Background: Pregnancy registries for women taking anticonvulsant drugs have been developed to determine more efficiently the fetal risks of each drug. A total of 722 drug-exposed pregnancies are needed to identify a sevenfold increase in the rate of occurrence of a specific abnormality, such as spina bifida, with a frequency of 1 in 1,000.
Methods: The infants with major malformations born to the 791 women who had taken lamotrigine as monotherapy and had enrolled in the North American AED Pregnancy Registry were identified. Medical records were obtained from the affected infants' doctors. A total of 107 of the 791 infants or pregnancies were excluded.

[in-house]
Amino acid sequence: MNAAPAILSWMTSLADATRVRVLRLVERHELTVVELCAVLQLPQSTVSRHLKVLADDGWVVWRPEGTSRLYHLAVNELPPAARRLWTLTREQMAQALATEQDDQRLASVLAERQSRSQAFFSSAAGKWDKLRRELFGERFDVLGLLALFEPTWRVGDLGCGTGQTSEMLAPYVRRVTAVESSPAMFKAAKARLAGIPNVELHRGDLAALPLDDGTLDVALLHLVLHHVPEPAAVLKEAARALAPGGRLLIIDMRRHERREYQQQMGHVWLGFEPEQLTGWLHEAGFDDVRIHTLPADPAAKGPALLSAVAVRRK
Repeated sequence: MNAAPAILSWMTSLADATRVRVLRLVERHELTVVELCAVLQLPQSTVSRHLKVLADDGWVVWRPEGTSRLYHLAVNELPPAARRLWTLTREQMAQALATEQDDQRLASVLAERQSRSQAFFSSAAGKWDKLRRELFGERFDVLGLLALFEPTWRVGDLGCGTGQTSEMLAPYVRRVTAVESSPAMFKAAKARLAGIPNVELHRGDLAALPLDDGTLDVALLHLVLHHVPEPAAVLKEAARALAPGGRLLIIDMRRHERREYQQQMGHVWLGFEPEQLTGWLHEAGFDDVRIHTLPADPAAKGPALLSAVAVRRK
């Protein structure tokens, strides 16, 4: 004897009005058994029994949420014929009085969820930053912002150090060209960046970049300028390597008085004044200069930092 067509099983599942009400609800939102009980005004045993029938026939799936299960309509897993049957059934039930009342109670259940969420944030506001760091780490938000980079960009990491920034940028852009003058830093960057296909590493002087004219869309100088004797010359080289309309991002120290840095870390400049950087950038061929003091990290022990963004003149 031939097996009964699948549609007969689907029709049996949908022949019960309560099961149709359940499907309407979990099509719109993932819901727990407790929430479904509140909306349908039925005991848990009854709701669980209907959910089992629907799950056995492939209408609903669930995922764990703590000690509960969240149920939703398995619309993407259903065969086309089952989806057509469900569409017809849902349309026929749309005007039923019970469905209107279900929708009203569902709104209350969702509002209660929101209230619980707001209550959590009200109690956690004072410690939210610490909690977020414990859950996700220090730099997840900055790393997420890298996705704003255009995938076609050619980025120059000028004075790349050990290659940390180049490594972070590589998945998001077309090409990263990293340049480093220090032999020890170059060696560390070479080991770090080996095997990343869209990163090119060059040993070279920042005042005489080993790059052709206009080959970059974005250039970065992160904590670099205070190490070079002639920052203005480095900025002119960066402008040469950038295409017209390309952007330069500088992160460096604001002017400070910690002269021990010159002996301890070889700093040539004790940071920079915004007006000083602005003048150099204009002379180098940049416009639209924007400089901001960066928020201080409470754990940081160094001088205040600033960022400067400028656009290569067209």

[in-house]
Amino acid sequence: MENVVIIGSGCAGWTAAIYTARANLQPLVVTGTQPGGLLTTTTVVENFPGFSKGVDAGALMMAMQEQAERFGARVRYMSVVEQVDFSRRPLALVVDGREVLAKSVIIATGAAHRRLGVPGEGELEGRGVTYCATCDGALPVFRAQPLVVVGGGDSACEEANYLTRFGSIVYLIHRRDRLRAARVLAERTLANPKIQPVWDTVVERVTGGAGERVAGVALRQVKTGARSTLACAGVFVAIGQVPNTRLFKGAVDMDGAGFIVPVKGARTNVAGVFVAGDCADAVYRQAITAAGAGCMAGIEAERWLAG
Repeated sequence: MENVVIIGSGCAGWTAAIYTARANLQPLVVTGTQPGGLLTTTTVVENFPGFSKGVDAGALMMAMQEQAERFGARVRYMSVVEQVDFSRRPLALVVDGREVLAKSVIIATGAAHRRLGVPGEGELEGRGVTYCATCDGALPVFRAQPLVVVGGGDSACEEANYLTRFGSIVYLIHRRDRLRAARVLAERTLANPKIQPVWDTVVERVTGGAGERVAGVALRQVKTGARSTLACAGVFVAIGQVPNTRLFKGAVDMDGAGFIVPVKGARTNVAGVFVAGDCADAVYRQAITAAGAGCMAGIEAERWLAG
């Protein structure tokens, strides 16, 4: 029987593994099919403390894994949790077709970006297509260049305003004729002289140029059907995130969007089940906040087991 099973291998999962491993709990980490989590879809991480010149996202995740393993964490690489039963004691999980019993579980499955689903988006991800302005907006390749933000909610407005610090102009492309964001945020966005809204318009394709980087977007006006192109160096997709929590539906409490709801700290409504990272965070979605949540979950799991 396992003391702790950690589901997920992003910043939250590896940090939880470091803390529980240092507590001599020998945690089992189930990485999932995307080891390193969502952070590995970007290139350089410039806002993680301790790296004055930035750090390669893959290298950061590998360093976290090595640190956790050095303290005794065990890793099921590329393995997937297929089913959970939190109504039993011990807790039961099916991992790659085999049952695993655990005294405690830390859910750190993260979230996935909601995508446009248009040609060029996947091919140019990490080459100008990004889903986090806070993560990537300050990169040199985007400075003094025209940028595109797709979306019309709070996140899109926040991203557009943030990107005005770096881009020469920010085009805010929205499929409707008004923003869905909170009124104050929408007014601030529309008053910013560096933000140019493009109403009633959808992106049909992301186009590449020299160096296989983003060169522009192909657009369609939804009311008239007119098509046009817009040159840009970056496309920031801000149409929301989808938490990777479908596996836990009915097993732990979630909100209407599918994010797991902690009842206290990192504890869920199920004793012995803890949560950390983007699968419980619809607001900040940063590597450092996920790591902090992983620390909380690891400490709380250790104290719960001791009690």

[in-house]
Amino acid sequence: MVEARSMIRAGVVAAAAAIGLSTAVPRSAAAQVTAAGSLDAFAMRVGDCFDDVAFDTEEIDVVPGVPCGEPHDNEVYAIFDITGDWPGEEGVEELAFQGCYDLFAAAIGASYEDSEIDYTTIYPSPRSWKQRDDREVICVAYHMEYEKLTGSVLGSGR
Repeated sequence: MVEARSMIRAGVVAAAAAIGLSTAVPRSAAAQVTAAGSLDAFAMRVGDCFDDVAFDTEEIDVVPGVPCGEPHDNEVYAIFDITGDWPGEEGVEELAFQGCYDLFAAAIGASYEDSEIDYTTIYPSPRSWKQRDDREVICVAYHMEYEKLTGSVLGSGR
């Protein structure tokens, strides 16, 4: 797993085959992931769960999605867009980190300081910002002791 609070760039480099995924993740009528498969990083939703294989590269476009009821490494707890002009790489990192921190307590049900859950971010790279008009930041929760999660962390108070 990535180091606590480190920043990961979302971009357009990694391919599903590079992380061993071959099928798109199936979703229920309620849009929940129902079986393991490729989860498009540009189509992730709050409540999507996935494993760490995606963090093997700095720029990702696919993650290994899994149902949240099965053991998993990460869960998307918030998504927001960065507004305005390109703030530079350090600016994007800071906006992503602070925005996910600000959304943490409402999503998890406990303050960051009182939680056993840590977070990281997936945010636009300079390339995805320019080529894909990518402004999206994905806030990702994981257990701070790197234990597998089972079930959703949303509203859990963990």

Results: A total of 16 (2.3%) of 684 infants exposed to lamotrigine had major malformations that were identified at birth. Five infants (7.3/1,000) had oral clefts: isolated cleft palate (3), isolated cleft lip (1), and cleft lip and palate (1). The rate among the lamotrigine-exposed infants showed a 10.4-fold increase (95% CI: 4.3-24.9) in comparison to 206,224 unexposed infants surveyed at birth at Brigham and Women's Hospital in Boston, where the prevalence of isolated oral clefts was 0.7/1,000. A comparison was made also to 1,623 infants exposed to lamotrigine, as monotherapy, who had enrolled in five other registries. There were four infants with oral clefts: prevalence 2.5/1,000 (RR: 3.8, 95% CI: 1.4-10.0).
Conclusions: The infant exposed in the first trimester of pregnancy to the anticonvulsant drug lamotrigine has an increased risk to have an isolated cleft palate or cleft lip deformity.